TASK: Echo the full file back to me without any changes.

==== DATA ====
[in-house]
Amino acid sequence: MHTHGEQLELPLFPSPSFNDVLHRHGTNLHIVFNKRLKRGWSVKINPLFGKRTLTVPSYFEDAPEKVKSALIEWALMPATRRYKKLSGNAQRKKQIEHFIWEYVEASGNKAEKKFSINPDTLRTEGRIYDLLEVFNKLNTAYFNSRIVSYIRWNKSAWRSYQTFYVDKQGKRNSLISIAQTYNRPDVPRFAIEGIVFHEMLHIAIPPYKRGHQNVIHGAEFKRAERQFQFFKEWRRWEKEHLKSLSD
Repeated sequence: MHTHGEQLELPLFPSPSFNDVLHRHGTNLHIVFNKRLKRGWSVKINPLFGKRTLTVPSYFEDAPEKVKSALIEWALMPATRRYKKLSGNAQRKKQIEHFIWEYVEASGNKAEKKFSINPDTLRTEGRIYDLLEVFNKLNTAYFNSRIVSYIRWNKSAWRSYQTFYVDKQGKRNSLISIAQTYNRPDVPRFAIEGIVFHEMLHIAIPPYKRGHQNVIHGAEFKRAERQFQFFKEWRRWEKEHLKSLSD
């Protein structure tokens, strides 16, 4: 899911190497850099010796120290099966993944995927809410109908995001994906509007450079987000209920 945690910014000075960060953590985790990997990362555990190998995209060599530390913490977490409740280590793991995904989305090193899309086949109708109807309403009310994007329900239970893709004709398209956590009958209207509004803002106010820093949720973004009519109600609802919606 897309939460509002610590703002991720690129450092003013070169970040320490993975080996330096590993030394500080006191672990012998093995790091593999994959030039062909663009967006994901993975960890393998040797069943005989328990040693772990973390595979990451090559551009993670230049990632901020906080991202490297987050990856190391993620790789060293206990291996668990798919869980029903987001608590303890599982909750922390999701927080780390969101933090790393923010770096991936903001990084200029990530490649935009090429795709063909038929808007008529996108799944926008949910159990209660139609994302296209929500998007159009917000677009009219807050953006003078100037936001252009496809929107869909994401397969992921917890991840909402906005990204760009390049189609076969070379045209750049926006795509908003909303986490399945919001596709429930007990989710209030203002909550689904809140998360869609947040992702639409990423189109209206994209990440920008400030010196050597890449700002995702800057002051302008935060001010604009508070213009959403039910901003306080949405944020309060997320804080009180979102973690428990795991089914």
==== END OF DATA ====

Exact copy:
[in-house]
Amino acid sequence: MHTHGEQLELPLFPSPSFNDVLHRHGTNLHIVFNKRLKRGWSVKINPLFGKRTLTVPSYFEDAPEKVKSALIEWALMPATRRYKKLSGNAQRKKQIEHFIWEYVEASGNKAEKKFSINPDTLRTEGRIYDLLEVFNKLNTAYFNSRIVSYIRWNKSAWRSYQTFYVDKQGKRNSLISIAQTYNRPDVPRFAIEGIVFHEMLHIAIPPYKRGHQNVIHGAEFKRAERQFQFFKEWRRWEKEHLKSLSD
Repeated sequence: MHTHGEQLELPLFPSPSFNDVLHRHGTNLHIVFNKRLKRGWSVKINPLFGKRTLTVPSYFEDAPEKVKSALIEWALMPATRRYKKLSGNAQRKKQIEHFIWEYVEASGNKAEKKFSINPDTLRTEGRIYDLLEVFNKLNTAYFNSRIVSYIRWNKSAWRSYQTFYVDKQGKRNSLISIAQTYNRPDVPRFAIEGIVFHEMLHIAIPPYKRGHQNVIHGAEFKRAERQFQFFKEWRRWEKEHLKSLSD
């Protein structure tokens, strides 16, 4: 899911190497850099010796120290099966993944995927809410109908995001994906509007450079987000209920 945690910014000075960060953590985790990997990362555990190998995209060599530390913490977490409740280590793991995904989305090193899309086949109708109807309403009310994007329900239970893709004709398209956590009958209207509004803002106010820093949720973004009519109600609802919606 897309939460509002610590703002991720690129450092003013070169970040320490993975080996330096590993030394500080006191672990012998093995790091593999994959030039062909663009967006994901993975960890393998040797069943005989328990040693772990973390595979990451090559551009993670230049990632901020906080991202490297987050990856190391993620790789060293206990291996668990798919869980029903987001608590303890599982909750922390999701927080780390969101933090790393923010770096991936903001990084200029990530490649935009090429795709063909038929808007008529996108799944926008949910159990209660139609994302296209929500998007159009917000677009009219807050953006003078100037936001252009496809929107869909994401397969992921917890991840909402906005990204760009390049189609076969070379045209750049926006795509908003909303986490399945919001596709429930007990989710209030203002909550689904809140998360869609947040992702639409990423189109209206994209990440920008400030010196050597890449700002995702800057002051302008935060001010604009508070213009959403039910901003306080949405944020309060997320804080009180979102973690428990795991089914």